By Cathie Ericson
“Be a horse with blinders on,” recommended Laura Raymond’s dad, who had had a successful 40-year career in banking.
It didn’t take long in Raymond’s career to learn the wisdom of that—to tune out the constant distractions and focus on the task at hand, rather than letting the highs and lows get in your way.
Reaching for Success
That solid advice has helped Raymond build an impressive career in sales. Over the years she has held roles in sales business development in diverse industries, starting in media advertising. After transitioning to the account side and a commission sales role, she embraced the challenge and learned to really hit the pavement, as she says.
Next she was presented with the opportunity to join Garda Cash Logistics in business development, where she partnered with treasury management sales consultants in her first exposure to banking, a field that interested her since she comes from a banking family. As cash management is just a fraction of treasury management, she set her sights on learning more, which she finds to be one of the elements that intrigues her most about any given job—the chance to always expand your knowledge in a quest to find your niche. Six years ago she was given the opportunity to join Wells Fargo in New York—and she jumped at the chance even though it was all new: new market, new product and new industry.
And that’s how she was able to attain the professional achievement she is most proud of to this day—earning a spot in the President’s Club, which is reserved for the top echelon of sales people, and which many tenured employees never achieve, in only her first year on the job. It was especially exciting because the final client that pushed her to the top came just in the nick of time on New Year’s Eve.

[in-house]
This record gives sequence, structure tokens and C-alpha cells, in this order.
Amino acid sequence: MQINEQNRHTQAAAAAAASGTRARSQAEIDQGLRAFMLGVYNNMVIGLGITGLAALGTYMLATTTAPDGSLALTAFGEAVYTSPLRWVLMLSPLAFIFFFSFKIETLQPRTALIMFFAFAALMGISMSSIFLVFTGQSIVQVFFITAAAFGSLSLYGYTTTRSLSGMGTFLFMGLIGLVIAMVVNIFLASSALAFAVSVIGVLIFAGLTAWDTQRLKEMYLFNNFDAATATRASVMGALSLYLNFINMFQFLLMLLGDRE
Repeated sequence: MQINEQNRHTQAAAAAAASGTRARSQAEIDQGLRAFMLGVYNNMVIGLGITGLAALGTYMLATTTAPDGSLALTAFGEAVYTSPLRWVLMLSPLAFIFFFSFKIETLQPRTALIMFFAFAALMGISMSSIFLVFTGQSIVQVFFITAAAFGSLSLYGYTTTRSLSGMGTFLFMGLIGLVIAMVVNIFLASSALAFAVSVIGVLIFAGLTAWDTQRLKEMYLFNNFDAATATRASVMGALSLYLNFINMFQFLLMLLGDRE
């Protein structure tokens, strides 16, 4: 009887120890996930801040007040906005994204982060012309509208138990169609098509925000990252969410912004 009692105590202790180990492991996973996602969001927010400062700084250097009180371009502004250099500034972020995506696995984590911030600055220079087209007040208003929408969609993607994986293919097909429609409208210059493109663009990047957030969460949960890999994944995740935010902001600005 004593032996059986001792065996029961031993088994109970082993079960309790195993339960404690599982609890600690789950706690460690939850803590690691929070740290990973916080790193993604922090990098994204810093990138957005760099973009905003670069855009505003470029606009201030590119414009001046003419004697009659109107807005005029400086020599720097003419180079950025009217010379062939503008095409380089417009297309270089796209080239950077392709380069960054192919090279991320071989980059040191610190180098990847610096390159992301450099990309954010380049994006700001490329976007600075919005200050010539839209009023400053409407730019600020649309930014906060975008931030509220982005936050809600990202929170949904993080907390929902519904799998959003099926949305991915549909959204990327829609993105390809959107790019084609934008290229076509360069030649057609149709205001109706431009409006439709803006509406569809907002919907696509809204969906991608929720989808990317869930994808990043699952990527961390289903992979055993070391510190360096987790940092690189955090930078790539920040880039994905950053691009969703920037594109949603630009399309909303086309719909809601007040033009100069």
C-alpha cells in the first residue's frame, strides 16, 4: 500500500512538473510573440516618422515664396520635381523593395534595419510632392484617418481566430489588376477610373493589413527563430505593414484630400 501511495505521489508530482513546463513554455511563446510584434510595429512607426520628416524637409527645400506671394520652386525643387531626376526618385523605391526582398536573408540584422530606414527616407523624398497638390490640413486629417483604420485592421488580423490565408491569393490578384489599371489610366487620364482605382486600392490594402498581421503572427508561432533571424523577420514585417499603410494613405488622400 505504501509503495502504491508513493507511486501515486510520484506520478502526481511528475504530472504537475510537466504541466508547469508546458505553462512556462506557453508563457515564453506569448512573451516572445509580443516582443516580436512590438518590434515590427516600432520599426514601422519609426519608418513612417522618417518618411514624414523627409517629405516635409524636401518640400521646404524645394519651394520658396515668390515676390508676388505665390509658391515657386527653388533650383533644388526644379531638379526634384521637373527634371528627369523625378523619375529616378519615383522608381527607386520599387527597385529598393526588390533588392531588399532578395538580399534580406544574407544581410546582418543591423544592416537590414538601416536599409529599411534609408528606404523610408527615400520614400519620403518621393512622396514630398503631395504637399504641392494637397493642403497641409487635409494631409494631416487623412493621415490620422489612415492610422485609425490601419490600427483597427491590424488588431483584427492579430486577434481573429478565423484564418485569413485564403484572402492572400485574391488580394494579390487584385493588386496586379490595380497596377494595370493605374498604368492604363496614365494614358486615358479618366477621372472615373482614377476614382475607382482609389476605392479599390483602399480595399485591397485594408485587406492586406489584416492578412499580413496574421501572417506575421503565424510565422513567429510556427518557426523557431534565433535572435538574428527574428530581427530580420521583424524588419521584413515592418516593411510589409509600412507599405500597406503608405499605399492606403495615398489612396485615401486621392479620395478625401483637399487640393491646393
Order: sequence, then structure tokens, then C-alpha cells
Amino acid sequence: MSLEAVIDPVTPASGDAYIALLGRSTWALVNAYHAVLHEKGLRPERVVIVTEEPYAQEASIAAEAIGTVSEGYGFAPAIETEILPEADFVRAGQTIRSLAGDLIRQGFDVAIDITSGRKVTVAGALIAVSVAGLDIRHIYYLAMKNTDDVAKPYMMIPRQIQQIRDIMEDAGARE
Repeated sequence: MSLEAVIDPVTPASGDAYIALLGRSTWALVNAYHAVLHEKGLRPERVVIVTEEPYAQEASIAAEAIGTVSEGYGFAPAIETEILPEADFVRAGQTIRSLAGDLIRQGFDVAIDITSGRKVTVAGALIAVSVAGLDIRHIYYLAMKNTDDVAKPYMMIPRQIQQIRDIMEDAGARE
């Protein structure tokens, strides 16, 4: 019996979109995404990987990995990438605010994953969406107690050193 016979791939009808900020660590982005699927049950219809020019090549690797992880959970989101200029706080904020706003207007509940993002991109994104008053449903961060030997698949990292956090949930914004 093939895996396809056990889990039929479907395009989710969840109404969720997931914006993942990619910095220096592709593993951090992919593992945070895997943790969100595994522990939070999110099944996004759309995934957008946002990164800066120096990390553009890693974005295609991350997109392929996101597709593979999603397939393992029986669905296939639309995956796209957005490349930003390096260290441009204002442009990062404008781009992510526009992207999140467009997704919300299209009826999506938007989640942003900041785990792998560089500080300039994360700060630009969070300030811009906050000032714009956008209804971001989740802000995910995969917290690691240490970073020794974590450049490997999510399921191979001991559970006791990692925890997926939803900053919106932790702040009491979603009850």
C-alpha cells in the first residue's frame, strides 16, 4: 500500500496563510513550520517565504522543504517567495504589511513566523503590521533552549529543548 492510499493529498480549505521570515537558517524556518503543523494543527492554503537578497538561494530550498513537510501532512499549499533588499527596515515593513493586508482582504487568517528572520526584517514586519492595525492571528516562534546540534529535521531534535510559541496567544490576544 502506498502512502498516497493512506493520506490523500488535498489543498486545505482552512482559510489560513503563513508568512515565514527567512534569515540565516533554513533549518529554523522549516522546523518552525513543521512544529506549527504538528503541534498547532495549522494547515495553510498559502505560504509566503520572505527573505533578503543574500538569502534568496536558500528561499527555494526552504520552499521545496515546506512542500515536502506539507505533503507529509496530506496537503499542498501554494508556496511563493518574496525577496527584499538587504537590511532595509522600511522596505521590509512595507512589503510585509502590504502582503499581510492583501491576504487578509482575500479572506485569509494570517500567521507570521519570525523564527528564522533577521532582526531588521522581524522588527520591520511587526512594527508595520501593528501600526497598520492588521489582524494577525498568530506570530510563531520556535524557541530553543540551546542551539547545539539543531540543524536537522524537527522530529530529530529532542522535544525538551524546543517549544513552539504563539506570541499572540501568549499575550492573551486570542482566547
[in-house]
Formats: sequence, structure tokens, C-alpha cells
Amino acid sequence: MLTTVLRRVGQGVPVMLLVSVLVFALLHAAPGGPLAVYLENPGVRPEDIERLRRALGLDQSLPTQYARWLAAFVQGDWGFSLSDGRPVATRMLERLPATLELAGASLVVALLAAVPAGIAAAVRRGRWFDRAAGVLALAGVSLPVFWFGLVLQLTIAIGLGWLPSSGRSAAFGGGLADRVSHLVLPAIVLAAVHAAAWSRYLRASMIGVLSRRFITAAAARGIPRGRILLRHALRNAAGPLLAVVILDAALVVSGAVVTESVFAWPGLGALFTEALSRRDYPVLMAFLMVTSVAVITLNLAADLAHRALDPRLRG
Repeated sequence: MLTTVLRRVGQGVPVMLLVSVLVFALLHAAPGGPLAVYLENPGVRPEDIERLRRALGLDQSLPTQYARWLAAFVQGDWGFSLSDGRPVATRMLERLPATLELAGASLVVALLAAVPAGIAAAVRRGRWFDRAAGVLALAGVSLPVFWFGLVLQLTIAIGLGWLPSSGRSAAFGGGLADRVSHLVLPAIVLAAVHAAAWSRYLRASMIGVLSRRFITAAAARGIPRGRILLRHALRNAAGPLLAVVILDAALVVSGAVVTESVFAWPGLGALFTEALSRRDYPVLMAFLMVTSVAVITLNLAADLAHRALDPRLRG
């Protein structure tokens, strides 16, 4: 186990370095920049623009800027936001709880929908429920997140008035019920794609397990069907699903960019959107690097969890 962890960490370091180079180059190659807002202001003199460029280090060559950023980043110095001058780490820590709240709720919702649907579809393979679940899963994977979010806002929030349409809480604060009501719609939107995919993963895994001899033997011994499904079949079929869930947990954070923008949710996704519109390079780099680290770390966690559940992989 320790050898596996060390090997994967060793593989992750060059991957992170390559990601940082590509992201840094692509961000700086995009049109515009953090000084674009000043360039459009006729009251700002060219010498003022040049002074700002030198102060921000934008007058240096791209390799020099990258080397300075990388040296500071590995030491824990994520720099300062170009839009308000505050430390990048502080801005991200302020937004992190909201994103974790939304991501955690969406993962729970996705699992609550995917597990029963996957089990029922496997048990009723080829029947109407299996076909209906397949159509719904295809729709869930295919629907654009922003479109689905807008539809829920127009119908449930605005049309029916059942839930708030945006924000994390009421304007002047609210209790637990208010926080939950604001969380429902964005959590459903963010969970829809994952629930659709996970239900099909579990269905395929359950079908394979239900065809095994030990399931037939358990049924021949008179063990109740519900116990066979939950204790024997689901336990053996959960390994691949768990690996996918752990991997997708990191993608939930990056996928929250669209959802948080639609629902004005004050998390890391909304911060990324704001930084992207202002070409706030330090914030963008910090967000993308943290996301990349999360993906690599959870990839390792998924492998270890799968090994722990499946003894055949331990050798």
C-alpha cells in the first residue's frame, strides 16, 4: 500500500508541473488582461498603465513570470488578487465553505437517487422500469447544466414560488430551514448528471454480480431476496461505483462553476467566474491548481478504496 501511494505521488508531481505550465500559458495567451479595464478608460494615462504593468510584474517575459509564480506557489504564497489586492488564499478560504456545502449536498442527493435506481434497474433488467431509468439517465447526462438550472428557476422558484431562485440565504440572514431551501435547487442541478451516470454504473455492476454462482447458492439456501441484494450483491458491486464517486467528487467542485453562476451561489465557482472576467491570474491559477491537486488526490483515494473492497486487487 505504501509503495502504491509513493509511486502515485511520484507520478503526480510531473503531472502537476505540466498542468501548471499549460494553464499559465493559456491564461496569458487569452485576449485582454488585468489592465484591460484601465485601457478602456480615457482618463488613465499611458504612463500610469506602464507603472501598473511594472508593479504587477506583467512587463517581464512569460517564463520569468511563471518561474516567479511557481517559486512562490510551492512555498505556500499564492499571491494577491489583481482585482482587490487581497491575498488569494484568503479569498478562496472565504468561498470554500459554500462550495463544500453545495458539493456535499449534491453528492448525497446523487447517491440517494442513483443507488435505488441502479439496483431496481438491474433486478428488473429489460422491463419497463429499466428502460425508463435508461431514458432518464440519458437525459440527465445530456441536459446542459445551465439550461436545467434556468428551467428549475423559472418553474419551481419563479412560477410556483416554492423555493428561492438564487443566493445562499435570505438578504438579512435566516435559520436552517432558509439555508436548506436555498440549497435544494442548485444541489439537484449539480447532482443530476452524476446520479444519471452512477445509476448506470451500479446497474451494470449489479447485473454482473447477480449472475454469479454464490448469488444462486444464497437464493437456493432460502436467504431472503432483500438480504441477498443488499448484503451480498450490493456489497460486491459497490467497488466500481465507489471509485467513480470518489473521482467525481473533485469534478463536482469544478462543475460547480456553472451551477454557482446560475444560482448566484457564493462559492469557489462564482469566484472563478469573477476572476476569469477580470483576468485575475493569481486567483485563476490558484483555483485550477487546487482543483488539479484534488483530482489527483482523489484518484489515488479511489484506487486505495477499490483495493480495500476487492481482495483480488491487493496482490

Since then she was recruited to join the commercial banking department, where she is currently a business development officer. As greater New York is considered an expansion market for the commercial side of Wells Fargo, she finds it exciting to be part of the growth initiatives and rewarding to onboard new clients and help them succeed.
As the banking industry is notoriously male-dominated, it can be easy for women to lose their identity and get discouraged, she finds. “But it’s important to take the lead and know your worth—to take initiative and speak up. There are times women keep their mouth shut when it’s important to voice your opinion,” Raymond says.
Embracing Diversity Inside and Outside the Workplace
Raymond says she has never worked for a company that’s so focused on diversity and inclusion as Wells Fargo. “They make an effort for everyone to feel at home, and it’s helped me find my niche and thrive,” she says.
One of her most pivotal moments was having the honor of meeting Stephanie Smith when participating in the Wells Fargo Diverse Leaders group. Raymond says that Smith shared how she came out as soon as she graduated from college so has spent her whole career being authentically open about her orientation. “It can be hard to find your confidence when you’re not being your true self.” She herself finds that there are a lot of assumptions around being a woman and being LGBTQ. “I often having people saying that I don’t look gay, and for me that’s an invitation to break the barriers down on a daily basis so we can treat everyone as equals.”
As cochair for the Wells Fargo Pride Team Member Network in New York City, she helps organize networking and mentoring opportunities within the organization and oversees the bank’s participation in Pride March and the AIDS Walk. “It’s great to be behind the scenes, helping making the ideas a reality,” she says. She also has joined a Wells Fargo team to participate in Cycle for the Cause in September, a three day bike ride from Boston to New York that raises funds to help find a cure for AIDS.
Always up for activity and adventure, Raymond enjoys traveling, and as a skiing aficionado has skied in the Alps and Canada and around the country. And, as a Philadelphia native with two older brothers, she says she is obsessed with Philadelphia sports. “But most of all I love spending time with my family, which helps me recharge and be ready to come back to work.”